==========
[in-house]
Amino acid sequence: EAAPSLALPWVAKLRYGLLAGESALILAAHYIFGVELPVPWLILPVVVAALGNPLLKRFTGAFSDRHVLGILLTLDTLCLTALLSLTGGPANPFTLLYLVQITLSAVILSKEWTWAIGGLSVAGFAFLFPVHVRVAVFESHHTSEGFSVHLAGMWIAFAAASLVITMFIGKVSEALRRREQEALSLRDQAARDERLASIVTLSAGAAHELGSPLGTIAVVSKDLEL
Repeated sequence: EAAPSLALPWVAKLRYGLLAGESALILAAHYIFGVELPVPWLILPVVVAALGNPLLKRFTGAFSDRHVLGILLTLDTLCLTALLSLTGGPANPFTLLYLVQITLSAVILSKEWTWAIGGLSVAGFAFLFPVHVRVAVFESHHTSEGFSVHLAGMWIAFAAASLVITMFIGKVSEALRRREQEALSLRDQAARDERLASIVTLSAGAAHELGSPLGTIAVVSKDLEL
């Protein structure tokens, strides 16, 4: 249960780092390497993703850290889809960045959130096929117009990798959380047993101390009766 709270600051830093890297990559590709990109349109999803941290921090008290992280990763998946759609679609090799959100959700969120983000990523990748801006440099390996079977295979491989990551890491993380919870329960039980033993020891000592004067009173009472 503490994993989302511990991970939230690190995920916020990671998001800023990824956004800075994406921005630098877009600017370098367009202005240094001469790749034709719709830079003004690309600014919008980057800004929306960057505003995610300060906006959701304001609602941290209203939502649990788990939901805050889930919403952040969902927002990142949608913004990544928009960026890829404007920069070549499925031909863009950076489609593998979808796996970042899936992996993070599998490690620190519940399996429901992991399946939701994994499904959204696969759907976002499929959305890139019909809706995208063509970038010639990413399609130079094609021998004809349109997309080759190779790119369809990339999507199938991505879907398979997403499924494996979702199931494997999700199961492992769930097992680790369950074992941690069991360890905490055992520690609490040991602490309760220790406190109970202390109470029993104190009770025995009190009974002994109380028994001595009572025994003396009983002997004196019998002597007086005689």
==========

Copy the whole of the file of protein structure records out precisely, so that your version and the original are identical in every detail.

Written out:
[in-house]
Amino acid sequence: EAAPSLALPWVAKLRYGLLAGESALILAAHYIFGVELPVPWLILPVVVAALGNPLLKRFTGAFSDRHVLGILLTLDTLCLTALLSLTGGPANPFTLLYLVQITLSAVILSKEWTWAIGGLSVAGFAFLFPVHVRVAVFESHHTSEGFSVHLAGMWIAFAAASLVITMFIGKVSEALRRREQEALSLRDQAARDERLASIVTLSAGAAHELGSPLGTIAVVSKDLEL
Repeated sequence: EAAPSLALPWVAKLRYGLLAGESALILAAHYIFGVELPVPWLILPVVVAALGNPLLKRFTGAFSDRHVLGILLTLDTLCLTALLSLTGGPANPFTLLYLVQITLSAVILSKEWTWAIGGLSVAGFAFLFPVHVRVAVFESHHTSEGFSVHLAGMWIAFAAASLVITMFIGKVSEALRRREQEALSLRDQAARDERLASIVTLSAGAAHELGSPLGTIAVVSKDLEL
């Protein structure tokens, strides 16, 4: 249960780092390497993703850290889809960045959130096929117009990798959380047993101390009766 709270600051830093890297990559590709990109349109999803941290921090008290992280990763998946759609679609090799959100959700969120983000990523990748801006440099390996079977295979491989990551890491993380919870329960039980033993020891000592004067009173009472 503490994993989302511990991970939230690190995920916020990671998001800023990824956004800075994406921005630098877009600017370098367009202005240094001469790749034709719709830079003004690309600014919008980057800004929306960057505003995610300060906006959701304001609602941290209203939502649990788990939901805050889930919403952040969902927002990142949608913004990544928009960026890829404007920069070549499925031909863009950076489609593998979808796996970042899936992996993070599998490690620190519940399996429901992991399946939701994994499904959204696969759907976002499929959305890139019909809706995208063509970038010639990413399609130079094609021998004809349109997309080759190779790119369809990339999507199938991505879907398979997403499924494996979702199931494997999700199961492992769930097992680790369950074992941690069991360890905490055992520690609490040991602490309760220790406190109970202390109470029993104190009770025995009190009974002994109380028994001595009572025994003396009983002997004196019998002597007086005689």